And also when I found 75th Street, I felt it was rare and unique because at the time that I came to 75th Street in 2004, there were so many Black businesses on 75th. Army and Lou’s was still there, who had been anchored for years. You had a hat maker, Sconi. You had boutiques, you had, you know, tailors and shoe shops and a shoe repair, Black owned cleaners. You had a health food store. 

You know, we really have a lot. Soul Vegetarian. I used to come to Soul Vegetarian before I ever knew it was 75th Street, because I’m not from Chicago. I would hit it from the Dan Ryan and then leave, and I never knew all the jewels that were east of 75th Street until I got ready to do a business.

And I drove down 75th Street, driving my daughter to get her hair braided. That was the first time seeing 75th Street from Stony Island all the way to the young lady, [who] lived just over the Dan Ryan. So I just took the 75th Street straight and I was amazed.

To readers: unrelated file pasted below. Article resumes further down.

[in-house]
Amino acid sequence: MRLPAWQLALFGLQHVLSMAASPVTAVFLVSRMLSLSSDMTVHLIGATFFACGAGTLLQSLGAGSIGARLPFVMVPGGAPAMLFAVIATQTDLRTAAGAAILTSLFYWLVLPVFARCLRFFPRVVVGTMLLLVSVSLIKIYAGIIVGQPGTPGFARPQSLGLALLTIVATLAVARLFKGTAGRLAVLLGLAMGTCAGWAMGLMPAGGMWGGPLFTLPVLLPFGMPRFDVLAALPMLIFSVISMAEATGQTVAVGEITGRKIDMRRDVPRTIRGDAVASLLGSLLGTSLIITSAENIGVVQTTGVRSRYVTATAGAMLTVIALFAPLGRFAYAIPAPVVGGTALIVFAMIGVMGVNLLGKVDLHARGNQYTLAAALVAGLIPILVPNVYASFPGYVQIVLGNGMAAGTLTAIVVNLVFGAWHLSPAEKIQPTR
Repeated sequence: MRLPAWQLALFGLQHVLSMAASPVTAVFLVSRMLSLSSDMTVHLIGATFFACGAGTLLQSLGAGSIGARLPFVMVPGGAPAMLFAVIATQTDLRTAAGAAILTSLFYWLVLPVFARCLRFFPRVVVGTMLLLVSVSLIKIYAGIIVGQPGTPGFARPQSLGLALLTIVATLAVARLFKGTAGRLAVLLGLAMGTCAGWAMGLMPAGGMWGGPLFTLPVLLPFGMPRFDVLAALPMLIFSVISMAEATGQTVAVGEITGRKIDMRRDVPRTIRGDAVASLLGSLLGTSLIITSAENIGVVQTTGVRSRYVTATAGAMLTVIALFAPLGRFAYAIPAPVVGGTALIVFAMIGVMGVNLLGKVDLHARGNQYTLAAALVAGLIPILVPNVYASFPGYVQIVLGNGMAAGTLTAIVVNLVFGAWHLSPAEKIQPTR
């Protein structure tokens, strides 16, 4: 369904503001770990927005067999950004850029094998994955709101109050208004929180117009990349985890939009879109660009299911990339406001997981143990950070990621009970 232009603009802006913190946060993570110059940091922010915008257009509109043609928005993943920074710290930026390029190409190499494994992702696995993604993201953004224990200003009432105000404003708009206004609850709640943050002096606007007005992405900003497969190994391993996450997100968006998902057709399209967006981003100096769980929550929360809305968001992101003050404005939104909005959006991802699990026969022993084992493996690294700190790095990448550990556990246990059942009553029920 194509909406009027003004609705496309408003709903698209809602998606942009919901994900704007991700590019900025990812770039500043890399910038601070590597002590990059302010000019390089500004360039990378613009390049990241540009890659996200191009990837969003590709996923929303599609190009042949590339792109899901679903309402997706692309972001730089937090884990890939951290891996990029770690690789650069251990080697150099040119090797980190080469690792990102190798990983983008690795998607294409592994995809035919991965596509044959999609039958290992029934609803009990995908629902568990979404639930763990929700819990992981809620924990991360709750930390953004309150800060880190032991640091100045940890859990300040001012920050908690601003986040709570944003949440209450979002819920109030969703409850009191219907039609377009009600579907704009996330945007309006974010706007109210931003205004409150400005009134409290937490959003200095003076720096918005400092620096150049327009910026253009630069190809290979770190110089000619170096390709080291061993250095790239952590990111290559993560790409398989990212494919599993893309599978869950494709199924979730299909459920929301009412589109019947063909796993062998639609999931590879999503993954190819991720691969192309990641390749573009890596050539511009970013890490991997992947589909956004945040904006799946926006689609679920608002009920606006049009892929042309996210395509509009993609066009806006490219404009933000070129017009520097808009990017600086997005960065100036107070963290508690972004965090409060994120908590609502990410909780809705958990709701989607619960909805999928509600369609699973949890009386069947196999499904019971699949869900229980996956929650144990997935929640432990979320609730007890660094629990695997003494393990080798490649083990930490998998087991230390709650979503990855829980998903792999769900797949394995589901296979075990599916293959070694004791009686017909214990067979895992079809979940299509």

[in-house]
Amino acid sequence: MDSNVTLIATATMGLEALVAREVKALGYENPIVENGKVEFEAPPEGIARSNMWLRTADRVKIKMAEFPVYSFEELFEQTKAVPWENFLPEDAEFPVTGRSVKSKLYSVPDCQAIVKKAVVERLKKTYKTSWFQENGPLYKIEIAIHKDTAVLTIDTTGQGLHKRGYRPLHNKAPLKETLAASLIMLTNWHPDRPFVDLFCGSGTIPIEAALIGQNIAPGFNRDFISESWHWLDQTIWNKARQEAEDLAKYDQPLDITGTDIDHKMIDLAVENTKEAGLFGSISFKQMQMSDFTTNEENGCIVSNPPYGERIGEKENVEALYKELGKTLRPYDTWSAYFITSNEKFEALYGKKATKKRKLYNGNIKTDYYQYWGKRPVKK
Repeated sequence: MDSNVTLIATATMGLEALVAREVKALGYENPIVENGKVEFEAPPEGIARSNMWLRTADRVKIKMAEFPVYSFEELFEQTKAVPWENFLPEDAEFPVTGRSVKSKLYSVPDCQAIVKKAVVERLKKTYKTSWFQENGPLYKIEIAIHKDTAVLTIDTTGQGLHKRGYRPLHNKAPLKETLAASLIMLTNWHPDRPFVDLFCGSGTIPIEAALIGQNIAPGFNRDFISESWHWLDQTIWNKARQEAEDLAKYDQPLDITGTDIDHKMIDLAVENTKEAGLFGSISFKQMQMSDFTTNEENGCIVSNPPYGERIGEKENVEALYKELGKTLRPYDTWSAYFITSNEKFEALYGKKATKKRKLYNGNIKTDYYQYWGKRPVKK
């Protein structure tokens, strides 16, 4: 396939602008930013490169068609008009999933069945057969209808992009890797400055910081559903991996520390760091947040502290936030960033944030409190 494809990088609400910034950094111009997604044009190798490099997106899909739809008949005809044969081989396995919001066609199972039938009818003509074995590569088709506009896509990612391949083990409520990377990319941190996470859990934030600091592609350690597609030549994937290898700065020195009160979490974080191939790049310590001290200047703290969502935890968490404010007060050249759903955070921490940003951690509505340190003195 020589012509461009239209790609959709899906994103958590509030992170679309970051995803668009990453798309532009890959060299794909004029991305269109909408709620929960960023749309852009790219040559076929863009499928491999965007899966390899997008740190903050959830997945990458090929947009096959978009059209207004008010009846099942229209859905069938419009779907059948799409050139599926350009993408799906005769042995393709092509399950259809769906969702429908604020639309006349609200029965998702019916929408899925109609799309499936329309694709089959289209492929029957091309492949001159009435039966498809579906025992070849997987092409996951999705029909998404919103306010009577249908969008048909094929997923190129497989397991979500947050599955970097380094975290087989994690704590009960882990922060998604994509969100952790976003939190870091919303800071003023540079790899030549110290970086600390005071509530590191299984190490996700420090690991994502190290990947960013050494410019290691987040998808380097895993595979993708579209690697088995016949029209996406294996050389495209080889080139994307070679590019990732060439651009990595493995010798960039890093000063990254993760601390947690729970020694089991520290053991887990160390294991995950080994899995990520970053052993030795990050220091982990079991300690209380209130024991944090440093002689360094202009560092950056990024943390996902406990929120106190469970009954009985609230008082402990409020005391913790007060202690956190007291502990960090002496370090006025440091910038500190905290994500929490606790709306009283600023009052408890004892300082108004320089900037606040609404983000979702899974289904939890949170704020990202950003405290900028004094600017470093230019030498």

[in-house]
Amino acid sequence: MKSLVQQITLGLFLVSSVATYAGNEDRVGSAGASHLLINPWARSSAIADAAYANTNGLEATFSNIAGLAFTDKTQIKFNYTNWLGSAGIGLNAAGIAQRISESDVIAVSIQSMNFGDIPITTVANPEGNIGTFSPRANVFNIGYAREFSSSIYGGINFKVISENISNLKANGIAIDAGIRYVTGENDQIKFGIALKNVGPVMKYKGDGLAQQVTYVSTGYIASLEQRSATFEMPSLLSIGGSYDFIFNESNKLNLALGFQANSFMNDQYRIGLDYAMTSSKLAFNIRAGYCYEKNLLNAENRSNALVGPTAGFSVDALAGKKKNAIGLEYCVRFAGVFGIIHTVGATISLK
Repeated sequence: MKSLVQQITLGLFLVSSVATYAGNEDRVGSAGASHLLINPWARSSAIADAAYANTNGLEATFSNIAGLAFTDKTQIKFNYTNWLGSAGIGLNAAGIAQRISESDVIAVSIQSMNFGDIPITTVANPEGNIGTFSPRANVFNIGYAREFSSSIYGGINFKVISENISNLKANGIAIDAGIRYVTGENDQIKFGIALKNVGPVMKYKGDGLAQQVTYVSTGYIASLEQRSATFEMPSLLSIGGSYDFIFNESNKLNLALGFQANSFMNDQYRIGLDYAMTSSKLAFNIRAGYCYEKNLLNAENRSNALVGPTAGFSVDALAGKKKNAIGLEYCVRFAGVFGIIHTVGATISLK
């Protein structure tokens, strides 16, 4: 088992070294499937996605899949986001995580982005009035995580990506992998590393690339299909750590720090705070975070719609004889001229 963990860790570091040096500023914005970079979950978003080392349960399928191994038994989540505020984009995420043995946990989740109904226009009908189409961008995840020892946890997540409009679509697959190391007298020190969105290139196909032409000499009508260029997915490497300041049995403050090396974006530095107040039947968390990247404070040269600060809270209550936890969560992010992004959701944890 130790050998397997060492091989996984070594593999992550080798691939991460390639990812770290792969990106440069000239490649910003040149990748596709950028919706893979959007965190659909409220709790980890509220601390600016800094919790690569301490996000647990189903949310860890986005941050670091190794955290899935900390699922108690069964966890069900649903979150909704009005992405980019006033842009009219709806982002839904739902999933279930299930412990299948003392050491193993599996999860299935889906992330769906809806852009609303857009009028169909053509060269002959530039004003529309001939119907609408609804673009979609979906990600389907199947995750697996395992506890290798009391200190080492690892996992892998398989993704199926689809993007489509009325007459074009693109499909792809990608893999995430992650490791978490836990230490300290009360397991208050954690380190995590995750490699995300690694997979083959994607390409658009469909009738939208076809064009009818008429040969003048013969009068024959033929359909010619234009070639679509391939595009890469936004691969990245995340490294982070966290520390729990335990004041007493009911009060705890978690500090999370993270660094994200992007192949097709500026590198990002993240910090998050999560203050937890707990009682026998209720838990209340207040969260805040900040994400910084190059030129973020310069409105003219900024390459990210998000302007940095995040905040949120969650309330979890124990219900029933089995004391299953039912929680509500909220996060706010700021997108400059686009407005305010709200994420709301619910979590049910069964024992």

At that time, Quentin Love had two restaurants operating on 75th Street, Italian Soul and Quench. He also had his barber shop, which all had unique-looking signs. So I saw this established stuff and I also saw, you know, a wave of newness that looked like a little bit of the North Side to me. And it encouraged me that I could be part of a thriving community and I could try to add a service to this community that wasn’t there.

I’m sure at one time there was a bakery, but, you know, that was my goal. And I figured I would start off in an area where people would be familiar. And my thought was that they would appreciate that I was celebrating them and cake. I wasn’t making just any cake. I was making the cakes that represented what I thought was an African-American experience.

We began to talk about how Black people have always managed to build up their communities and create not only opportunities, but spaces for themselves. Businesses would root themselves in the community and survive for generations. We talked about how in their prime there were hubs of Black businesses throughout the city, not just 75th Street, but also 79th, 71st, and Madison Ave.

I think 75th Street might be unique in America.